The screenplay, written by playwright Thornton Wilder, Sally Benson and Hitchcock’s wife, Alma Reville, was loosely based on a serial killer named Earle Nelson, known as “The Gorilla Man”, who is considered to be the first known serial sex murderer of the twentieth century. Nelson was born in San Francisco, California in May 1897 and was raised by his devoutly Pentecostal grandmother. As a child, he began exhibiting bizarre behavior which was only made worse after he sustained severe head injuries at the age of 10 in a bicycle accident. In the film, Shadow of a Doubt, there is a reference to this type of incident and injury in the life of Uncle Charlie.
Hitchcock often stated that Shadow of a Doubt was his favorite movie, specifically because he loved the idea of bringing “menace to an otherwise idyllic small town”. In fact, Teresa Wright agreed to accept the part of Charlotte immediately after hearing Hitchcock describe the plot to her in a meeting, without ever having read the script. Later, in an interview in 1959, Teresa Wright went on to say that Shadow of a Doubt was her favorite film putting her in good company with Hitchcock himself.
In addition to the amazing cast which made up the Newton family, there were a number of other notable cast members including Macdonald Carey as FBI agent Jack Graham, Wallace Ford as FBI agent Fred Saunders, and Hume Cronyn, in his theatrical movie debut, as neighbor and family friend Herbie Hawkins.
Although today, I cannot image this film with any other actors, Alfred Hitchcock did have some others in mind when he initially set out to cast Shadow of a Doubt. Hitchcock considered Cary Grant for the role of Uncle Charlie and later wanted William Powell to play the but MGM refused to loan him out, ultimately leading to Jospeh Cotton being cast in the role. Additionally, Hitchcock wanted either Joan Fontaine or Olivia de Havilland for the role of Young Charlie; however, they were both unavailable and Teresa Wright was selected. I don’t know about you but I think the perfect actors were cast in the end.
Considered a box-office failure at the time of its release, it had gone on to be considered one of the greatest films ever made having been added to the National Film Registry for being “culturally, historically, or aesthetically significant” in 1991, included among the American Film Institute’s 1998 list of the 400 movies nominated for the Top 100 Greatest American Movies, and making the list of the “1001 Movies You Must See Before You Die” edited by Steven Schneider and Ian Haydn Smith.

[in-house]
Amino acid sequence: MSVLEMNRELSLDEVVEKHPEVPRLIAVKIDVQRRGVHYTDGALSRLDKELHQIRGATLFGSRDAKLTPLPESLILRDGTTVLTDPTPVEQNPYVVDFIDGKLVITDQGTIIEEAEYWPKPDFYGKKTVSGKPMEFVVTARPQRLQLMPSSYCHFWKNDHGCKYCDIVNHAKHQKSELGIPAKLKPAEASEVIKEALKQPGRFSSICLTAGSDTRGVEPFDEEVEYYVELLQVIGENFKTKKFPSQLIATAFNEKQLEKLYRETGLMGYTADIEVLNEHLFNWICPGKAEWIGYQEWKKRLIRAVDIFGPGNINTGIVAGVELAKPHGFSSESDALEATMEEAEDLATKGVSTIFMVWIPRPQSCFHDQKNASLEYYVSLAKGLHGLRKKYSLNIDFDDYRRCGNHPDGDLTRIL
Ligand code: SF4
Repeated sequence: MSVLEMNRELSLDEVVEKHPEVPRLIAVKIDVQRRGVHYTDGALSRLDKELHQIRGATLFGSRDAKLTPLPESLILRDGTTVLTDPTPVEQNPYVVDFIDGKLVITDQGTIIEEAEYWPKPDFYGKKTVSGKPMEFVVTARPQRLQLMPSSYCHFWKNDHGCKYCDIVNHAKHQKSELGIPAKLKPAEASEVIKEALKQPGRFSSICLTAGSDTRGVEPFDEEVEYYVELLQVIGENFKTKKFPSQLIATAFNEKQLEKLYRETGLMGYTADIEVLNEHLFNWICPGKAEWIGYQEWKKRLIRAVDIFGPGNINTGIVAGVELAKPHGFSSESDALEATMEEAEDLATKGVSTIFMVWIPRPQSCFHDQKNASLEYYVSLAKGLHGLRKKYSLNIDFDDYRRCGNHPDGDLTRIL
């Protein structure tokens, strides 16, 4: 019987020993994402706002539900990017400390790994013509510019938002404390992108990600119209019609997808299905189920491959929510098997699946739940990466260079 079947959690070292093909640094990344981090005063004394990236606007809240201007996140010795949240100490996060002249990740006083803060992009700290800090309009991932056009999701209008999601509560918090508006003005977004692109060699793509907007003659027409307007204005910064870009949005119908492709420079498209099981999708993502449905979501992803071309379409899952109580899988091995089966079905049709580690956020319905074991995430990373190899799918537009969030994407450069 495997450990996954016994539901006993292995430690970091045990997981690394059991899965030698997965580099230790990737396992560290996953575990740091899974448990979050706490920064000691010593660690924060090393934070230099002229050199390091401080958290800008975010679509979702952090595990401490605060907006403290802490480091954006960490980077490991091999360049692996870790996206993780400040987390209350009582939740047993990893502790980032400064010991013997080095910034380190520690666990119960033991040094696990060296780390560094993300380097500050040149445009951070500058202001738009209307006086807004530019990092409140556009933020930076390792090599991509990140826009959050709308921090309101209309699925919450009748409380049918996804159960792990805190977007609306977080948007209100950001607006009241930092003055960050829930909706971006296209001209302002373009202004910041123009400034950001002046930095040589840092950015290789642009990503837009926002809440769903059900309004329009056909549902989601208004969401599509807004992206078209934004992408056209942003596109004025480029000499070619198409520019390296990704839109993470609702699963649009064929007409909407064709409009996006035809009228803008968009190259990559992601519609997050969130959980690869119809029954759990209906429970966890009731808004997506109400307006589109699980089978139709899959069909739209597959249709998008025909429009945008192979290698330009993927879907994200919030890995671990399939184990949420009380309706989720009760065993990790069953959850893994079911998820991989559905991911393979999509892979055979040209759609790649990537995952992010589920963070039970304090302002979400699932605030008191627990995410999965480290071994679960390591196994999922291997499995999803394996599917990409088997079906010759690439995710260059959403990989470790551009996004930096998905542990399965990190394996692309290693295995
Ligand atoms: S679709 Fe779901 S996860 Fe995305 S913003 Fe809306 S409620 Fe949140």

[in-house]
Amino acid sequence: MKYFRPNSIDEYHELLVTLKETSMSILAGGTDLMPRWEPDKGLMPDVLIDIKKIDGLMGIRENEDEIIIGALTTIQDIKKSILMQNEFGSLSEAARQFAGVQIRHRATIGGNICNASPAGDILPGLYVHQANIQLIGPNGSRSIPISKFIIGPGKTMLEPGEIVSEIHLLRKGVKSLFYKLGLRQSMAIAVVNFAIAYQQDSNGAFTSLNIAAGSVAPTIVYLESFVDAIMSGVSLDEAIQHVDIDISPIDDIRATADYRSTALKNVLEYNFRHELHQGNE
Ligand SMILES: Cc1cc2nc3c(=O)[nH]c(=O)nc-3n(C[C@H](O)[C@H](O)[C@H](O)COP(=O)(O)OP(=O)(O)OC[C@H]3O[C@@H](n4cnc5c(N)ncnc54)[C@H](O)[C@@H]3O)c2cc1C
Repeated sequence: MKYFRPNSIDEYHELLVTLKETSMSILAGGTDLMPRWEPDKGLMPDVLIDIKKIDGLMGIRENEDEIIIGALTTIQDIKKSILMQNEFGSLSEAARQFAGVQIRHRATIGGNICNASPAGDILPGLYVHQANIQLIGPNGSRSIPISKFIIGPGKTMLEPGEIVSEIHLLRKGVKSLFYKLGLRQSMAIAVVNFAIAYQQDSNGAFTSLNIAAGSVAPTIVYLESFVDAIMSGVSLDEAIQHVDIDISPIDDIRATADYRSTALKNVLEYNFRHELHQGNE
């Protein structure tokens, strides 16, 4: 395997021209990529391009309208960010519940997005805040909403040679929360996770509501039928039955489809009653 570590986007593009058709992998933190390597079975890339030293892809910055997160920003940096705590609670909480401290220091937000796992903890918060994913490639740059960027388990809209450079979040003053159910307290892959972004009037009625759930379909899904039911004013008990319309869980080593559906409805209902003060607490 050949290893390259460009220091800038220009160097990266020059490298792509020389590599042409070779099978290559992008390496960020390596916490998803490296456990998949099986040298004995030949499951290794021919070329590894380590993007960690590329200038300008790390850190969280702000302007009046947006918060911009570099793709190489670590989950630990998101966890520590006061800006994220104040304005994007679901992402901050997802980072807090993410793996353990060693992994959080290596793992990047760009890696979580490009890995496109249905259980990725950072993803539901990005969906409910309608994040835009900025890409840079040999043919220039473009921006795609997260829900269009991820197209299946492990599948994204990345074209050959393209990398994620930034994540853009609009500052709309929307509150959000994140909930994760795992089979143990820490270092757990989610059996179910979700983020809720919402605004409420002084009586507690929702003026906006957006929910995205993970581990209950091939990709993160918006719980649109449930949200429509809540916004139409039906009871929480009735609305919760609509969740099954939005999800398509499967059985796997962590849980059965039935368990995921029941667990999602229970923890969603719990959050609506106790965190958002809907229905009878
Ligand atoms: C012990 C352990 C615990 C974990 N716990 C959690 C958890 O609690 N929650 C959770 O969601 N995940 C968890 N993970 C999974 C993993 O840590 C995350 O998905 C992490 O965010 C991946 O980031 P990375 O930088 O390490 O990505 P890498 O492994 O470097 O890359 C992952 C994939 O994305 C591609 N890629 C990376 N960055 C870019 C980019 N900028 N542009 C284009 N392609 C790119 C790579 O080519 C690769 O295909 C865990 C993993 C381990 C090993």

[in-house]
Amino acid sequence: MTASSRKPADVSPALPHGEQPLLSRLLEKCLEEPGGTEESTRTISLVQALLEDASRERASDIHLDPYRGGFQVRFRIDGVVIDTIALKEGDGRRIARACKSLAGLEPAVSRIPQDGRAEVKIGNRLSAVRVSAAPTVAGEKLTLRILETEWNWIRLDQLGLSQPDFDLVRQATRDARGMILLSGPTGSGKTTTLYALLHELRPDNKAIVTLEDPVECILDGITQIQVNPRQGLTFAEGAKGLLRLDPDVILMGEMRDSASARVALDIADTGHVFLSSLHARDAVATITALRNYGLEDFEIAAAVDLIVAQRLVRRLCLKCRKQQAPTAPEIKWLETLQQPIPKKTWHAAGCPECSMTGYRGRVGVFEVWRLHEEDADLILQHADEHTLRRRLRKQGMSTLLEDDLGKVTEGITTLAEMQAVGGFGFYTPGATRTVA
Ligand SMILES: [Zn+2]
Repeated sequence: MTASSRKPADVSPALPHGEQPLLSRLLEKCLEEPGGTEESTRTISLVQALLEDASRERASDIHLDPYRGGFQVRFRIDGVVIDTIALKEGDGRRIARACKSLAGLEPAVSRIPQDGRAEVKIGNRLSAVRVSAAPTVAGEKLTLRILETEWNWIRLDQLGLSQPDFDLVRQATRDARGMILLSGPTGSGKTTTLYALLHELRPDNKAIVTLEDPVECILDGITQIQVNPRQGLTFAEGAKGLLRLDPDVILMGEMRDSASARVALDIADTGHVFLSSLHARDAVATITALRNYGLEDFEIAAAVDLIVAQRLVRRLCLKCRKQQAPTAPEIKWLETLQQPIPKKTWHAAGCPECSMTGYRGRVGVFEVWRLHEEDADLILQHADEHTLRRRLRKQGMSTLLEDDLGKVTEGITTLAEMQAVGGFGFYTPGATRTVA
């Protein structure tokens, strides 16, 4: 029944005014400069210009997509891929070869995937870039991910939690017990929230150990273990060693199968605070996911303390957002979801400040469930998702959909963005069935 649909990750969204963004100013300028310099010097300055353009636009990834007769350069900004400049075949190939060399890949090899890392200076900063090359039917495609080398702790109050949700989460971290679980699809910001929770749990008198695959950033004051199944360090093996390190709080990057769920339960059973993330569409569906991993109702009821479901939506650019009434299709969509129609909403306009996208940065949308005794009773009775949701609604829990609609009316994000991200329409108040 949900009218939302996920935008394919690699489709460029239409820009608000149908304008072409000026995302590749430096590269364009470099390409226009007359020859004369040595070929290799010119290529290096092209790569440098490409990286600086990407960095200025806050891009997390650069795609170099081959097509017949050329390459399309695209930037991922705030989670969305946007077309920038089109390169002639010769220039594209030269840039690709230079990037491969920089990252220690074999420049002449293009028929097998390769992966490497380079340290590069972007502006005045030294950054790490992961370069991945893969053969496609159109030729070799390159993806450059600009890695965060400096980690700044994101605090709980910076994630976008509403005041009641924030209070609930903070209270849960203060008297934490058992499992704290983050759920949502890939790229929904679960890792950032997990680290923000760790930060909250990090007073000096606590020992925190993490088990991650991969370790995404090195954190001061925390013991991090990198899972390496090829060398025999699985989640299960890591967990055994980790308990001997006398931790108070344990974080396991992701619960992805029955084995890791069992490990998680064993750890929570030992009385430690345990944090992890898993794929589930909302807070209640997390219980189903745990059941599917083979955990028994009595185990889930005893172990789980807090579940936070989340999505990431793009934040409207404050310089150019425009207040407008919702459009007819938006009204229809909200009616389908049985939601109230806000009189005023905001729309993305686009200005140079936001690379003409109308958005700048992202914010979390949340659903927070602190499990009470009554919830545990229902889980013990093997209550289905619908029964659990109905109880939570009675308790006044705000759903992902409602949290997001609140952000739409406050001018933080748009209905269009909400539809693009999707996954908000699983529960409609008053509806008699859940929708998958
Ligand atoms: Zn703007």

When thinking about what I consider to be the “Perry Mason moment” in this film, there are a few that come to mind. In case anyone reading this post has yet to see the film, I don’t want to put any spoilers here to ruin the experience of watching it for the first time and discovering those moments for yourself but, in my opinion, they are some of the best “ah-ha” moments on film.
Rear Window (1954)
Alfred Hitchcock, James Stewart, Grace Kelly and Thelma Ritter. You put those 4 names together and I don’t care in the least what they are doing but you can bet that I am going to watch it. Lucky for me, and every other film lover, when they did come together the result was the mystery/thriller Rear Window.
Amazingly, this film, along with four others of the same era, were unavailable for 3 decades as a result of Alfred Hitchcock having purchased back the rights and having left them as part of his daughter’s inheritance. Known as the “Five Lost Hitchcocks” they were eventually re-released in theaters again in the mid-1980’s; however, prior to the official re-released, ABC televised Rear Window once in 1971 while not having the rights to broadcast the film. The other “Lost Hitchcocks” were Rope (1948), The Trouble with Harry (1955), The Man Who Knew Too Much (1956), and Vertigo (1958). I cannot image a world without these films but back to the topic at hand.
The film is based on an original story by Cornell Woolrich and centers around professional photographer L.B. Jefferies, played by James Stewart, who, after suffering a broken leg as the result of an accident while on a photo shoot, is confined to a wheelchair and his Greenwich Village apartment during a hot summer in New York City. Along with his visiting nurse Stella, played consummately by Thelma Ritter (who makes every movie moment better with her presence) and his girlfriend, Lisa Fremont, played exquisitely by Grace Kelly, they begin to suspect one of Jefferies neighbors of murder.
As the story unfolds, you also meet many other residents who share Jefferies courtyard, including Raymond Burr (Perry Mason himself) as Lars Thorwald, Ross Bagdasarian as the Songwriter, Judith Evelyn as Miss Lonelyhearts, and Georgine Darcy as Miss Torso. Wendell Cory also co-stars as Tom Doyle, the police investigator and friend of Jefferies who, despite his doubts and efforts to dissuade Jefferies, Stella and Lisa that they have witnessed a murder, becomes entangled in the amateur detective’s voyeuristic activities.